Artificial intelligence (AI) is front and center in technological development, both consumer and industrial. Personal assistants, computer vision-based systems, and marketing algorithms are just a few examples of how artificial intelligence is applied in modern technology, but what really is AI? What situations call for it and what are its drawbacks?
First, let’s talk definitions. Artificial intelligence is, according to the Oxford dictionary, “the theory and development of computer systems able to perform tasks that normally require human intelligence, such as visual perception, speech recognition, decision-making, and translation between languages.” AI is similar to the term physics, it’s a field of study. The same dictionary defines machine learning as “the use and development of computer systems that can learn and adapt without following explicit instructions, by using algorithms and statistical models to analyze and draw inferences from patterns in data.” Although similar, machine learning is a specific, statistical method to achieve some level of artificial intelligence. One of the most useful things about machine learning and AI, is that it severely reduces the amount of manual coding an engineer has to do. It’s much easier to plug your data into a machine learning model than to manually recognize patterns in data.
But because AI is fundamentally a method to analyze data, its glaring weakness is the data that humans input. A key example is COMPAS (Correctional Offender Management Profiling for Alternative Sanctions), an AI system used in many US state courts to guess the likelihood that a given criminal will re-offend. Unfortunately, but predictably, the engineers used biased data that resulted in the model disproportionately singling out black criminals at a higher rate while the model labeled white offenders with lower percentages. Examples like this are very common, but they all stem back to one issue, human error. Everyone is biased, some more than others, but when humans are tasked with creating datasets, their decisions impact the resulting model and their biases are baked into its very construction.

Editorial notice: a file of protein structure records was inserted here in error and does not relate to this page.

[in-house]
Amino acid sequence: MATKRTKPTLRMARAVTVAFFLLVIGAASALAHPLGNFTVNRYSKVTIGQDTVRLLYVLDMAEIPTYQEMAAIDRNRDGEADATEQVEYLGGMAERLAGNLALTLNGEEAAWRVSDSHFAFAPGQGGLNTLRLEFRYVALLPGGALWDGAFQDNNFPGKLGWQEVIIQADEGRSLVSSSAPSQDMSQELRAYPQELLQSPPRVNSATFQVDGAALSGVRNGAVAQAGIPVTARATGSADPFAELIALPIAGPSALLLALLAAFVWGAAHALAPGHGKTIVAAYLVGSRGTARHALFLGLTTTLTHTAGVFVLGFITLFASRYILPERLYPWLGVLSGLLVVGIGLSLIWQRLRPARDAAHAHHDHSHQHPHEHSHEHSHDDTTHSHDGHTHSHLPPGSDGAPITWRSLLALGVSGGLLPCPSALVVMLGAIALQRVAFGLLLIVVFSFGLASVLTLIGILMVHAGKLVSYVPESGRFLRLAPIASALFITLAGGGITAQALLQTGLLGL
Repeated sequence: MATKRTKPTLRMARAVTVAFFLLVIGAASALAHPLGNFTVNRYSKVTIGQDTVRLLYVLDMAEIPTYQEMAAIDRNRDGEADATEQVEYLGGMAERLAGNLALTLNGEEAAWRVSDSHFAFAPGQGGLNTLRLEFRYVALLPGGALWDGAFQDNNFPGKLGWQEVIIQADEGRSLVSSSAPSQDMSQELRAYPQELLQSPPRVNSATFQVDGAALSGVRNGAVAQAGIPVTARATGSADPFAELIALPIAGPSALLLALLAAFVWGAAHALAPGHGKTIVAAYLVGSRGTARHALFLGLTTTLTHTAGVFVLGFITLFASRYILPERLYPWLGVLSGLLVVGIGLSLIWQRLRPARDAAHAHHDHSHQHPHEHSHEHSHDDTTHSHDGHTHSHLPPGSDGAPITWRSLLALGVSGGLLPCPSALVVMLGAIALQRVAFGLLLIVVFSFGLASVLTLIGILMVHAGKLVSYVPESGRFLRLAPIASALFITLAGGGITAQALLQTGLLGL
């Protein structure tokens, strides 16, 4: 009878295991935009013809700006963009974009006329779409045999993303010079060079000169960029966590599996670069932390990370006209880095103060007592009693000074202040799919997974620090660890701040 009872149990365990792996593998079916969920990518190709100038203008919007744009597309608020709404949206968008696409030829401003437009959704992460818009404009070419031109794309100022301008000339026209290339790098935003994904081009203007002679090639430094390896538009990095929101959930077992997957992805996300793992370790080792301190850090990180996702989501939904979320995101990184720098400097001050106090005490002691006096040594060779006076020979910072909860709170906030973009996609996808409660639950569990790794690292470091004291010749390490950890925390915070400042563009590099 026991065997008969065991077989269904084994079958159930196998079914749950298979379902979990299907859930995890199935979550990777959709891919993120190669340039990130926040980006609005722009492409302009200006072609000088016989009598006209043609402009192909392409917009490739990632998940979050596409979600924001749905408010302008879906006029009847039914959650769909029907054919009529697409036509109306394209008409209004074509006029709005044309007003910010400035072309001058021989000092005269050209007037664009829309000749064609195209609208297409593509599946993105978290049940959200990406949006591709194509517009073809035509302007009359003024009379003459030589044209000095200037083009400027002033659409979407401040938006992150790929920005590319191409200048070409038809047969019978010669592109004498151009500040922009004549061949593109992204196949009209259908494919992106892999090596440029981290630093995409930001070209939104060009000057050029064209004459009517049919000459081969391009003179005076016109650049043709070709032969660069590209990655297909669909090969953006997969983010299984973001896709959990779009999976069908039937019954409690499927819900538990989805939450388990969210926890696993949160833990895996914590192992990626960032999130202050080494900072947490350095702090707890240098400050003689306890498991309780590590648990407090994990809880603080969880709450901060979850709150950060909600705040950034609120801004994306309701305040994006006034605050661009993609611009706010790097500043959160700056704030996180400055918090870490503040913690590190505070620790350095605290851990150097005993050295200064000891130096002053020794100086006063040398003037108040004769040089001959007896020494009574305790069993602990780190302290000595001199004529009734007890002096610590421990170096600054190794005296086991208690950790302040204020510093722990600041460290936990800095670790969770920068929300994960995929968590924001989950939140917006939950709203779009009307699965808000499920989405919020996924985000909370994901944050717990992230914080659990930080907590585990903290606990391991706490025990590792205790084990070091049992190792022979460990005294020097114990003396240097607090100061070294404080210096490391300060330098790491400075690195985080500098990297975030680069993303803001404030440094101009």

To combat this issue, the field needs to address a few systemic problems. Of course, greater diversity in teams that produce data or AI models can reduce mistakes like this. The more perspectives a team has at its disposal, the more it can reduce the overlap of bias and cut out ethical blindspots. Additionally, individual engineers need to be forever cognizant of the source of their data and whether it is representative of their application.
AI is only as good as its data and data is only as good as the people who collect it. As AI and machine learning progress and continue to lead innovation, it’s important for us to not let the ethics of the situation fall out of sight.